Problem Solving With Theory of Constraints Part 1
To solve any problem, to complete any project, you need to answer:
- What is it that you have now?
- To what do you want it to change?
- How will that change happen?
- To What?
Problems are a difference between a perception and a desire. A system is a way of looking at the world, as a number of components and a whole. Organizations, individuals, products and services are all systems, and also parts of systems.
A system has a purpose. A purpose is an answer to the question "Why does this exist?" As such, it is partially subjective, it is dependent on who we ask it of. The purpose of the bank to the homeowner is different than the purpose of the bank to the robber. As a system designer, or someone who works in a system, you have to keep this in mind.
Solving Problems in Organizations
Organization performance is predicated on three factors:
- Clarity of purpose
- Quality of relationships
- Flow of information
These are interrelated and correlated. As clarity of purpose builds, flow of information increases, as flow of information gets better, relationships improve.
The Theory of Constraints Thinking Processes are tools to improve the flow of information and problem solve.
The fundamental questionst that the Thinking Processes help answer are:
- What is the current state of things?
- To what do we want to change things?
- How do we go about doing this?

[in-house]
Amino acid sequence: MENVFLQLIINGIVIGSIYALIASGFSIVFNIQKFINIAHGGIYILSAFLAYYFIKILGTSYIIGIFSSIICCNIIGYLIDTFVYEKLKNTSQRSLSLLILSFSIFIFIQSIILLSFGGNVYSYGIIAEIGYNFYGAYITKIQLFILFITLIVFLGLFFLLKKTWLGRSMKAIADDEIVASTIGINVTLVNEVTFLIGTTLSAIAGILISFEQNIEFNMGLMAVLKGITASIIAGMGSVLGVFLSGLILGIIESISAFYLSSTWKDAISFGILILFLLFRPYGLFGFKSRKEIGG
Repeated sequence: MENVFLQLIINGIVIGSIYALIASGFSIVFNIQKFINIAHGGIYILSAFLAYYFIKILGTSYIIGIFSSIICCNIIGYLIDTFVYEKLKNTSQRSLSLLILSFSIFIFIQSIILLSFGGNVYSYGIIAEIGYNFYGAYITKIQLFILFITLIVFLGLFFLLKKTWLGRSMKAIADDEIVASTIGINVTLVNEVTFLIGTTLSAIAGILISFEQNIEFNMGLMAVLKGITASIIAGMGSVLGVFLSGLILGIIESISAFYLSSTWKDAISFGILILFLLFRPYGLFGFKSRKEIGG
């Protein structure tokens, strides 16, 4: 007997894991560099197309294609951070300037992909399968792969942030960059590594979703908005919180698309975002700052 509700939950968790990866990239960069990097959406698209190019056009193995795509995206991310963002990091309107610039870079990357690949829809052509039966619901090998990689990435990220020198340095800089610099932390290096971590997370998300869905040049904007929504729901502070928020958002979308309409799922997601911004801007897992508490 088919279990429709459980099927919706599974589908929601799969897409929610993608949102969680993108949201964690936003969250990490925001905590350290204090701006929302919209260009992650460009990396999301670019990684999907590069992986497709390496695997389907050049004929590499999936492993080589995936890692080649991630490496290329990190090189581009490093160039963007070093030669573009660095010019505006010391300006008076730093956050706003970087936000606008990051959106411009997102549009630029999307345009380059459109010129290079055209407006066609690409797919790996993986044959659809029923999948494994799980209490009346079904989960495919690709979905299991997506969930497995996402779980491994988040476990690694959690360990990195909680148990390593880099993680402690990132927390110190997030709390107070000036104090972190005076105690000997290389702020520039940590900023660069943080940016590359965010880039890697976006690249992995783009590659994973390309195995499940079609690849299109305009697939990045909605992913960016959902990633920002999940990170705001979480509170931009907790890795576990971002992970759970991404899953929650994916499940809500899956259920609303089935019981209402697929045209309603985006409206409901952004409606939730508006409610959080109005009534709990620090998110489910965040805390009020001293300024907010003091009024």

Three questions that need to be answered before these are:
- What is the system?
- What is the system's purpose?
- What measures show whether the system is succeeding or failing?
I'm using measure in a very general way. It's not necessarily a metric or quantity, but some detectable signal that we are on the right track.
The fundamental question to start with is always What to change? This can be phrased as: - What is going on right now? - What are our problems? - What's going better or well right now?
The key tool of the thinking processes to handle this is the "current reality tree".
First, we list the relevant Existing entities. In problem solving, these will be undesirable effects, in key strength finding, it'll be desirable effects.
Then we determine the causal relationships between these entities. Once we understand the causal relationships, we are able to find what the key issue is.
All problems can be stated as a conflict, and any system will have many overarching goals which both sides of the conflict feed into. These conflicts exist because there is at least one assumption that is wrong about the situation. This may be miscommunication between parties, a misunderstanding or some other error in thinking.
The rest of the theory of constraints tools are about taking ideas for solutions and elaborating them and what needs to be done to fix them.